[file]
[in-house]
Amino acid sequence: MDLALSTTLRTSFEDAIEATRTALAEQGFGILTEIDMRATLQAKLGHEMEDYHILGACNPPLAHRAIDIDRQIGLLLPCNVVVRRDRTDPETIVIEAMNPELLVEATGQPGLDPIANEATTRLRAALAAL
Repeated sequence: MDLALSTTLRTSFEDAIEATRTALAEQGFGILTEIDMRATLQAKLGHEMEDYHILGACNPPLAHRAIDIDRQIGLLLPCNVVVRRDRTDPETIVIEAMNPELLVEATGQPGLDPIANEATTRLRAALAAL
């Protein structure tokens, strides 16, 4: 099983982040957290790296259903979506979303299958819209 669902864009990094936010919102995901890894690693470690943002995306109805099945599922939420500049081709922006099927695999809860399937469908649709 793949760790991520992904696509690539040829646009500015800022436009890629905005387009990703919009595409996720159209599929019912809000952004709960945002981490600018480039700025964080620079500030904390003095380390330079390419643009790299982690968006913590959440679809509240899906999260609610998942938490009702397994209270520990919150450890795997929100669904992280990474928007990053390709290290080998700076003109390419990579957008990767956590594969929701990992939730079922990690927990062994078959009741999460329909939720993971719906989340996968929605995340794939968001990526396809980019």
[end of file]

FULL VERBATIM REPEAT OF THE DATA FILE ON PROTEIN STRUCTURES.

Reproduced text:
[in-house]
Amino acid sequence: MDLALSTTLRTSFEDAIEATRTALAEQGFGILTEIDMRATLQAKLGHEMEDYHILGACNPPLAHRAIDIDRQIGLLLPCNVVVRRDRTDPETIVIEAMNPELLVEATGQPGLDPIANEATTRLRAALAAL
Repeated sequence: MDLALSTTLRTSFEDAIEATRTALAEQGFGILTEIDMRATLQAKLGHEMEDYHILGACNPPLAHRAIDIDRQIGLLLPCNVVVRRDRTDPETIVIEAMNPELLVEATGQPGLDPIANEATTRLRAALAAL
């Protein structure tokens, strides 16, 4: 099983982040957290790296259903979506979303299958819209 669902864009990094936010919102995901890894690693470690943002995306109805099945599922939420500049081709922006099927695999809860399937469908649709 793949760790991520992904696509690539040829646009500015800022436009890629905005387009990703919009595409996720159209599929019912809000952004709960945002981490600018480039700025964080620079500030904390003095380390330079390419643009790299982690968006913590959440679809509240899906999260609610998942938490009702397994209270520990919150450890795997929100669904992280990474928007990053390709290290080998700076003109390419990579957008990767956590594969929701990992939730079922990690927990062994078959009741999460329909939720993971719906989340996968929605995340794939968001990526396809980019």